Scientists at Johns Hopkins All Children’s Hospital, along with an international team of researchers, are shedding new light on the causes of Type 2 diabetes. The new research, published in the journal Nature Communications, offers a potential strategy for developing new therapies that could restore dysfunctional pancreatic beta-cells or, perhaps, even prevent Type 2 diabetes from developing.
The new study shows that the beta-cells of Type 2 diabetes patients are deficient in a cell trafficking protein called “phosphatidylinositol transfer protein alpha” (or PITPNA), which can promote the formation of “little packages,” or intracellular granules containing insulin. These structures facilitate processing and maturation of insulin “cargo.” By restoring PITPNA in the Type 2 deficient beta-cells, production of insulin granule is restored and this reverses many of the deficiencies associated with beta-cell failure and Type 2 diabetes.
Researchers say it’s important to understand how specific genes regulate pancreatic beta-cell function, including those that mediate insulin granule production and maturation like PITPNA to provide therapeutic options for people.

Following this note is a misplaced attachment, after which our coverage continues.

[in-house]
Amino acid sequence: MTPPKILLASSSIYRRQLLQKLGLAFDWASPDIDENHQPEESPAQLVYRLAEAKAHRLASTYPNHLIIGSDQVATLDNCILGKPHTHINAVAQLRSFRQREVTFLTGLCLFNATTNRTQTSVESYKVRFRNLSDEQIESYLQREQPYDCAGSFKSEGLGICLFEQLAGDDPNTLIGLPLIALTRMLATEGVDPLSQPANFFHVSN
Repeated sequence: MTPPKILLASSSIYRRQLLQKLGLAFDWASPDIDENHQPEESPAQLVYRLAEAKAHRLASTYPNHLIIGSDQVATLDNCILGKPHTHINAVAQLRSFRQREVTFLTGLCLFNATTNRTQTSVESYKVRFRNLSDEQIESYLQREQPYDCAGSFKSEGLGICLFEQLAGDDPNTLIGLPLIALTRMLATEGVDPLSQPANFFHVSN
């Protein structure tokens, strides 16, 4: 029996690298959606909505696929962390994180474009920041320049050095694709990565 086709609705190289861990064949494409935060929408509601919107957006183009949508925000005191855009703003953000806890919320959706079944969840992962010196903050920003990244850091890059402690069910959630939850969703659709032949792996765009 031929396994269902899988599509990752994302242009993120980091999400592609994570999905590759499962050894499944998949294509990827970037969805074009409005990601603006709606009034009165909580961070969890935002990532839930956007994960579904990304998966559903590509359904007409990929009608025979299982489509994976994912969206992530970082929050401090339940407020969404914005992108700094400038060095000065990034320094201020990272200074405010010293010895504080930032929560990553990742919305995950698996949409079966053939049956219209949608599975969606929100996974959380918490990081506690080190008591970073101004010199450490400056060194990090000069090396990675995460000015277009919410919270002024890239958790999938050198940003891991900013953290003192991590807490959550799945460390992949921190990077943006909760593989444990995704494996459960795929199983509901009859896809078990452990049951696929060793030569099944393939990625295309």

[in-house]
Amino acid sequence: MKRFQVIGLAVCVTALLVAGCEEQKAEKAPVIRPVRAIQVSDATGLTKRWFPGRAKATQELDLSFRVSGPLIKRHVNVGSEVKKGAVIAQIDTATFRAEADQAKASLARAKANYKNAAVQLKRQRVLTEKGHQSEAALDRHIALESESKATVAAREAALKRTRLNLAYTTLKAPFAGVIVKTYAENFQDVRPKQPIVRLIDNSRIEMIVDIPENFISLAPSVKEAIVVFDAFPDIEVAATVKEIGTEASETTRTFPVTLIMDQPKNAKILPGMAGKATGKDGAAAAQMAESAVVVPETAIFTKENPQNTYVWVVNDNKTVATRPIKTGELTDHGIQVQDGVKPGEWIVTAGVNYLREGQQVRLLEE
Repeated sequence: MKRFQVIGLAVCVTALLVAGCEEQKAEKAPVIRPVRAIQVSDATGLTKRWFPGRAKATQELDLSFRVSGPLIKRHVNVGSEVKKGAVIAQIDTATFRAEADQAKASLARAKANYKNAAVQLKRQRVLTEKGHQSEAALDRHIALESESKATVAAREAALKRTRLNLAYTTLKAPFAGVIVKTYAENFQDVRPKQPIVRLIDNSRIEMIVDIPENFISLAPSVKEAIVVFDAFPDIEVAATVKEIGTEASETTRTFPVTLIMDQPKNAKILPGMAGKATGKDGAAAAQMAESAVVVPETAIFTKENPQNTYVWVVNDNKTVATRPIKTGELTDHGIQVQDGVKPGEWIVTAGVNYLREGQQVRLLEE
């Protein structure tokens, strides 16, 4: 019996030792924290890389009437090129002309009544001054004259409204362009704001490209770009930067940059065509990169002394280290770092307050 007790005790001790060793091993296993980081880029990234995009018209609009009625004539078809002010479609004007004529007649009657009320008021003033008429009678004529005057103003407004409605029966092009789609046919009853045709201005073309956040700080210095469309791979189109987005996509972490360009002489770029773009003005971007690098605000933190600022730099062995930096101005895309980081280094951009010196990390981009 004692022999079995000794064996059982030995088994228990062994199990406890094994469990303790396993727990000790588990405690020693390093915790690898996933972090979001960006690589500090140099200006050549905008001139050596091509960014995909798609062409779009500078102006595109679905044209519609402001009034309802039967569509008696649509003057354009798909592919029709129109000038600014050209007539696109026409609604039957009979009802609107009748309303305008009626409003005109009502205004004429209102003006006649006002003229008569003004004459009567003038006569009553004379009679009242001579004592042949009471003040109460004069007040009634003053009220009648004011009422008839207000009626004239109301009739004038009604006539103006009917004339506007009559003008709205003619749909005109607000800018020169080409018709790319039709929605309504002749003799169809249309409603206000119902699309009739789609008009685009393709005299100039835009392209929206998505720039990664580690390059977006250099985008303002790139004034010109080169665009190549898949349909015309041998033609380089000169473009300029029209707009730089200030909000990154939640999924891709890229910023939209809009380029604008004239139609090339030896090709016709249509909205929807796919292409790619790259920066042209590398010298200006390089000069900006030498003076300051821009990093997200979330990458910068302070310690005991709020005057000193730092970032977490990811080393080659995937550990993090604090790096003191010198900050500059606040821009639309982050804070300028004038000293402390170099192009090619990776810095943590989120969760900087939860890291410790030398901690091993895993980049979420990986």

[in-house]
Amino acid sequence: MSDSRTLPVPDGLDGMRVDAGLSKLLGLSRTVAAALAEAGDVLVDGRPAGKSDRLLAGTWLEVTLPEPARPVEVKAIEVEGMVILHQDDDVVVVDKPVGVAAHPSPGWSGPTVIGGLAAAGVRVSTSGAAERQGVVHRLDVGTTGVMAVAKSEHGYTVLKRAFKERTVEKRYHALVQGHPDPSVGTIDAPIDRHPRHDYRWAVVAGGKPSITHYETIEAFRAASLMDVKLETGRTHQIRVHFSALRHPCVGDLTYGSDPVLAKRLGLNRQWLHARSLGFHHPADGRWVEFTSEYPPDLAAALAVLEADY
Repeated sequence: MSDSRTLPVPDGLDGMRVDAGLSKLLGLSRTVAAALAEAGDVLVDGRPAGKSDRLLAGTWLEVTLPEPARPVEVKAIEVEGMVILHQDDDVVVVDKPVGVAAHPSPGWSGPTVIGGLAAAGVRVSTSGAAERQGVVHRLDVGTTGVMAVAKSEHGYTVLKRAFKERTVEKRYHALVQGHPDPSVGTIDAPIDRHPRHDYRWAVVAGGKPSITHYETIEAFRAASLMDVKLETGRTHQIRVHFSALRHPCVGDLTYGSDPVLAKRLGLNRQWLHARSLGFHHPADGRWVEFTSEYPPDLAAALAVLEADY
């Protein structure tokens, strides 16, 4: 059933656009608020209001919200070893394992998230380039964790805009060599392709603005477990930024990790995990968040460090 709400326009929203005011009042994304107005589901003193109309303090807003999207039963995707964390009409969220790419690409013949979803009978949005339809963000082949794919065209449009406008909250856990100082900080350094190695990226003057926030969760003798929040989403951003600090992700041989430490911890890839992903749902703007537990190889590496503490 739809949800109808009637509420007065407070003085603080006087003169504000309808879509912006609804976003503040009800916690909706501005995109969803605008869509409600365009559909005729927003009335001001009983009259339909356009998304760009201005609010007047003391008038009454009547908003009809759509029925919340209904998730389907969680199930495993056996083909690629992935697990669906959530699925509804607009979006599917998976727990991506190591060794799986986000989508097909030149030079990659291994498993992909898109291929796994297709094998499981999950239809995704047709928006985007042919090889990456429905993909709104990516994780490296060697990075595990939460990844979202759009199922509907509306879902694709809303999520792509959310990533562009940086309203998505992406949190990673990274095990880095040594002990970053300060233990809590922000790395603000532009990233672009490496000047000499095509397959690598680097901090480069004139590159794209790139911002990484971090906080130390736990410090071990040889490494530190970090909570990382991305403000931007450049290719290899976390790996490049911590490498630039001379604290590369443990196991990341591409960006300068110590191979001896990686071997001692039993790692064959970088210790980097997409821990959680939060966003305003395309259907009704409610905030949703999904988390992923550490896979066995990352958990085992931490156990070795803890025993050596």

Matthew Poy, Ph.D., an associate professor of Medicine and Biological Chemistry in the Johns Hopkins University School of Medicine and leader of the Johns Hopkins All Children’s team within the Institute for Fundamental Biomedical Research, was lead researcher on the study. He adds that follow-up work is now focused on whether PITPNA can enhance the functionality of stem-cell-derived pancreatic beta-cells. Since stem cell-based therapies are still in their relatively early stages of clinical development, it appears a great deal of the potential of this approach remains untapped. Poy believes that increasing levels of PITPNA in stem cell-derived beta-cells is an approach that could enhance the ability to produce and release mature insulin prior to transplantation in diabetic subjects.
Matthew Poy, Ph.D., an associate professor of Medicine and Biological Chemistry in the Johns Hopkins University School of Medicine and leader of the Johns Hopkins All Children’s team within the Institute for Fundamental Biomedical Research